Karen A. Phillips (honoris causa)
Karen A. Phillips (honoris causa)
Statement: How does a young black woman from Ocilla, Georgia raised in the midst of the civil rights movement find her way to the Harvard GSD for an MLA and lead the transformation of a New York City neighborhood synonymous with urban ghetto? She had strong role models in her mother and family who inspired her to pursue her dreams and challenge obstacles of segregation and discrimination in the nation. From my perspective, Karen Phillips brought the pioneering spirit long ago exemplified by Cornelia Oberlander to the profession of landscape architecture. Also, she is one of the most energetic, upbeat, passionate, and inspired people you ever will encounter.
Early on it was clear that Karen was going to make a difference. Not just in the profession of landscape architecture but in the larger arena of environments for the disenfranchised living the urban experience in the last quarter of the 20th century. From her earliest years of practice in landscape architecture, and throughout her stellar career (she retired recently), Karen focused on planning, urban revitalization and cultural preservation, not simply as disciplines that impact the fabric of America’s cities but as processes by which the lives of people living in economically distressed communities find hope and a better life.
Karen is credited as a leader in the second Harlem Renaissance and she did not start small. In 1989, she helped found the Abyssinian Development Corporation (ADC) in NYC, with the goal of saving the physical fabric of Harlem at a time when the neighborhood was in serious decline, and became their CEO. Their strategy was to use architectural rehabilitation to create affordable housing options along with social services. Working with the 4,000-member Abyssinian Baptist Church, Karen lived and labored in the place she hoped to transform with her skills and experiences in public sector project management. Under her leadership of thirteen years, ADC created a 26-unit transitional apartment house for the homeless and more than 500 affordable housing units, developed two large commercial complexes, established a Head Start program and new public middle and high schools, and organized fifteen block associations in central Harlem.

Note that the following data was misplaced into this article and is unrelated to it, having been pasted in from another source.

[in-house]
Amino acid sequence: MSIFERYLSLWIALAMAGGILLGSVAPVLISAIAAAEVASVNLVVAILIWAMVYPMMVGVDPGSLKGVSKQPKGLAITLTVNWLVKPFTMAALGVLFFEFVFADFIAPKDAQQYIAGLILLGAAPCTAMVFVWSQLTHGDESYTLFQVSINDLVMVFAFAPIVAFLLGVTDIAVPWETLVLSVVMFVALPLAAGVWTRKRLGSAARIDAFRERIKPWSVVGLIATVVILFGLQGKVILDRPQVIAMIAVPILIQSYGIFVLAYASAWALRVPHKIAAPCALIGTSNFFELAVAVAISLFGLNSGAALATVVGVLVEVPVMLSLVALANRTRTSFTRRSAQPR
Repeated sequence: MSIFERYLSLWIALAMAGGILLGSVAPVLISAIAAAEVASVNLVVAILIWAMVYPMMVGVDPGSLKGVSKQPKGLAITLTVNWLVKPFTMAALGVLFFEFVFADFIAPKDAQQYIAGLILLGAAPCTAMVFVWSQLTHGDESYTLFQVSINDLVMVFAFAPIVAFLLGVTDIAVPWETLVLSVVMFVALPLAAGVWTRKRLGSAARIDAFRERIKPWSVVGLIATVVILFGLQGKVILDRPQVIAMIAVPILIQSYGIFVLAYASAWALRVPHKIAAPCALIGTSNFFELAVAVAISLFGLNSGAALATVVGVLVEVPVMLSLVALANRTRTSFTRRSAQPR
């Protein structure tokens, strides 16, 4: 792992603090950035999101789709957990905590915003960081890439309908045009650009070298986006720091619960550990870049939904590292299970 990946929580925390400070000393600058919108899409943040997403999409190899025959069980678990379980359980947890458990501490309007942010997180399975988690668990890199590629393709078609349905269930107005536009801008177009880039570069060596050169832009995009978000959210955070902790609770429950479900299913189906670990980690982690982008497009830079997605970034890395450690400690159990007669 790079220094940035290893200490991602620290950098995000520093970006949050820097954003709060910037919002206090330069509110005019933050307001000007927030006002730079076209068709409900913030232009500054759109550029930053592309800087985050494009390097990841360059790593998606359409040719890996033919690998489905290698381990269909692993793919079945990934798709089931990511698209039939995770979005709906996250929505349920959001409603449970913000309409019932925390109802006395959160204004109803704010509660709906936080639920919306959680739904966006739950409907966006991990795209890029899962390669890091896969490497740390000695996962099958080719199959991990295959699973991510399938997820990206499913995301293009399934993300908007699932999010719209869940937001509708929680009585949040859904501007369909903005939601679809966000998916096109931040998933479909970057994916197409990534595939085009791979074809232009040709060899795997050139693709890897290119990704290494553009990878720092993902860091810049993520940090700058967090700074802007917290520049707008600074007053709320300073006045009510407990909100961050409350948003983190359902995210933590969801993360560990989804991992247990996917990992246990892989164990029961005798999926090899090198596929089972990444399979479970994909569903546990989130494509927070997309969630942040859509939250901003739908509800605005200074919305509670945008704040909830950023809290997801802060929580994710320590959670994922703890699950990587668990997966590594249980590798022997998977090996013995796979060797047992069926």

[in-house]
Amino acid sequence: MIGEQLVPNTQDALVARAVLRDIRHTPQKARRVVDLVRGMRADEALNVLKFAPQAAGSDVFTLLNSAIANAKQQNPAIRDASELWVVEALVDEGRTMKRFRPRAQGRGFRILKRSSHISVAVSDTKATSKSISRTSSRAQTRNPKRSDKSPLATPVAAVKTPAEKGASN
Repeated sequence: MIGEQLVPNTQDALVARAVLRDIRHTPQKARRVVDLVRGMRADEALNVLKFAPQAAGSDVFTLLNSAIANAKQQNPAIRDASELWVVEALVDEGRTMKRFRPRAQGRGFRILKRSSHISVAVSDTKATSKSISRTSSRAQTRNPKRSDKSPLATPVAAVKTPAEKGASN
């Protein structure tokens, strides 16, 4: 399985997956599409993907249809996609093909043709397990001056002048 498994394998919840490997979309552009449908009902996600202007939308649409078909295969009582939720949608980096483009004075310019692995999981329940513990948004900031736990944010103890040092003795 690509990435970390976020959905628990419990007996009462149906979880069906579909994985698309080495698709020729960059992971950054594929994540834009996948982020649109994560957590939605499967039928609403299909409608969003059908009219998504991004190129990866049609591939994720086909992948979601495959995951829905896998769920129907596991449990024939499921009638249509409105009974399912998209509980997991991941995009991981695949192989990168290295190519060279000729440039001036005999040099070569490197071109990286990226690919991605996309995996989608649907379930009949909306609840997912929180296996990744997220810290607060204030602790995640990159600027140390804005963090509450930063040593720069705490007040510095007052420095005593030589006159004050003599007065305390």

Karen went on to use her extraordinary skills in communication and public engagement and her experiences in Harlem to provide consulting services on urban planning, community development, and the creation of sustainable comprehensive redevelopment in distressed urban areas in NYC as well as Louisiana, New Jersey, Washington, DC and Western New York.
Many landscape architects have worked in the non-profit arena with the aim of uplifting communities. Few have had the planning and real-estate finance knowledge that Karen has brought to the table. She served as a member of the New York Planning Commission for ten years. The governor of New York appointed her to serve on the board of Housing Finance Agency/State of NY Mortgage Agency. Later, she returned to establish the agency’s Office of Sustainability to ensure affordable housing would be energy efficient and resilient. That effort resulted in policies, programs, and coordination with other public and private partners to help economically challenged communities reduce carbon emissions and prepare for the impacts of climate change.
Karen now shares her time and talents advising non-profit and community organizations and serves as a trustee of the Cooper-Hewitt Smithsonian National Design Museum. She is someone who truly has made a difference and, most importantly, Karen continues to spread joy wherever she goes.
- Suzanne Turner, August 24, 2020